Pride of the Spuds
November 2, 2017
Outside of Pine Bluffs, on the west side of I-80 interstate, is irrigated farm land that is planted in potatoes belonging to Donald Brown. A third generation potato farmer, he is also claim to "the last potato farmers" in the area. Which Brown grows approximately 4 different varieties. First "generation" of potatoes are started in a greenhouse with a slip of potato. Brown recommends that the ground rest every three years, to yield a better crop.
Brown finds it interesting that in January 1940, 225 car loads of potatoes were washed and package for shipment at the Herbert Campbell Co., that sits along the railroad tracks north of Pine Bluffs. In years past when the large amount of shipment of potatoes would keep the farms busy all winter long. The Herbert Campbell Co. building belongs to Brown these days, although it sits on railroad leased ground, empty, due to the need for repair after last years hail storm. Brown ships approximately 100 cars by semi-trucks instead of by railroad cars, which is a far cry from years past. As well as the large amount of potato farming that was done in Albin, Burns and Pine Bluffs the Browns operated a fresh pack; however now days they do 120-150 acres of certified seed potato are farmed. The difference between seed and packaged potatoes, are that seed potatoes are free of all disease that could damage the crop, which Brown grows under the Nebraska certification, Brown certifies oat seed through the university of Wyoming. Brown has two potato storages, one in Pine Bluffs and one on the west farmland that belongs to him. Brown has a farm hand that works along side of him and feels that this is what he needs at this stage of his life.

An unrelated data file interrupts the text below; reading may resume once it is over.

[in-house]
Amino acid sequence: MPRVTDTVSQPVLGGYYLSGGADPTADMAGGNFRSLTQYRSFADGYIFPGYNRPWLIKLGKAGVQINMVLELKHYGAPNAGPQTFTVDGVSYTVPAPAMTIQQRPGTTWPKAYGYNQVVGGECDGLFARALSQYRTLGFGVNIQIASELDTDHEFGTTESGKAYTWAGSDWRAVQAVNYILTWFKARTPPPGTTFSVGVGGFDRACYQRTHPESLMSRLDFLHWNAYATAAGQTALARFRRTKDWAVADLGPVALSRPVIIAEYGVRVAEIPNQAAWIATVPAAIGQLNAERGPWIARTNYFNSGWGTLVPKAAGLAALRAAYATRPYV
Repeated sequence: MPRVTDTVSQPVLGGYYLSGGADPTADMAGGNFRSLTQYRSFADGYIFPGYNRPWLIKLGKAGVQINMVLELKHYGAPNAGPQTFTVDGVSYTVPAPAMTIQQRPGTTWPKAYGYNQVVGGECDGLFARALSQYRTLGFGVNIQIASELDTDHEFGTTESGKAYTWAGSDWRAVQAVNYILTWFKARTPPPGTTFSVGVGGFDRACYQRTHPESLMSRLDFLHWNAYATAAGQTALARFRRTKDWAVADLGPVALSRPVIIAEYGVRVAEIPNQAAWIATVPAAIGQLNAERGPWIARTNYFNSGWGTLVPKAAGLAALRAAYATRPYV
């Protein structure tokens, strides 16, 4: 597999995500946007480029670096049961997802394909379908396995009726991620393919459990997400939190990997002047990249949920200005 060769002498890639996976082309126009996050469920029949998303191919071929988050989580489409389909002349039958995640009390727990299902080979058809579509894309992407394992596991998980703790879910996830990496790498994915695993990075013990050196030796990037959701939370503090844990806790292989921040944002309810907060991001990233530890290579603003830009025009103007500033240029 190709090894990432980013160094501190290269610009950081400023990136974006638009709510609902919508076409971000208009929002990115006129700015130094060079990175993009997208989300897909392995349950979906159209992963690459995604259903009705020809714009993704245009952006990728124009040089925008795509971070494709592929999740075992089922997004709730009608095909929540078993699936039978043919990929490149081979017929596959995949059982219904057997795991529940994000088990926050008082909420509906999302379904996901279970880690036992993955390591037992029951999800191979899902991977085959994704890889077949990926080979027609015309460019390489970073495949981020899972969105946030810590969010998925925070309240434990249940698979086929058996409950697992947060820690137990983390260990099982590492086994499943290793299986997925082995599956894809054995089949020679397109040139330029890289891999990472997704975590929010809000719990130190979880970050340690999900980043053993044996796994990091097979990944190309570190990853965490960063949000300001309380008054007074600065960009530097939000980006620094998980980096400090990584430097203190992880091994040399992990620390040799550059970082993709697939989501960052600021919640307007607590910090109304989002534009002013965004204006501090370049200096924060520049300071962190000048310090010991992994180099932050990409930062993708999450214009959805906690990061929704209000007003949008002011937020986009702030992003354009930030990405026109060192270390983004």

Seed potato farming is quite extensive and it requires checking on the plants 3 times during the growing season. Brown also had the Department of Agriculture that checks his ground for Nematodes, which is a bug. Another pest is the potato stilt, which is a bug that blows in and releases a toxin in the leafs that goes down to the roots and causes the potatoes to not grow.
It is mind boggling the number of different types of seed potatoes that are grown in the eastern Wyoming and Nebraska farm land. Certification from Nebraska is done by Potato Certification Association of Nebraska and the University of Nebraska Institute of Nebraska. Brown is the first one on the list, even though he is one of the smaller growers. One of the potatoes that Brown talked about is Burbank Russet, which is a great potato for processing (it is very popular in Idaho) and baking.
The beautiful property that Brown lives on, south of Pine Bluffs is pasture land for his small heard of market calves. This property was purchased by Brown and his father. Brown was a member of the National Potato Board from 1996-1998, where he met several interesting people, that he is still keeps in touch with. These days Brown and his wife Ellen, a former French, Spanish and English teacher, spend a lot of their time walking or riding, on horse back, the rolling hills of their property.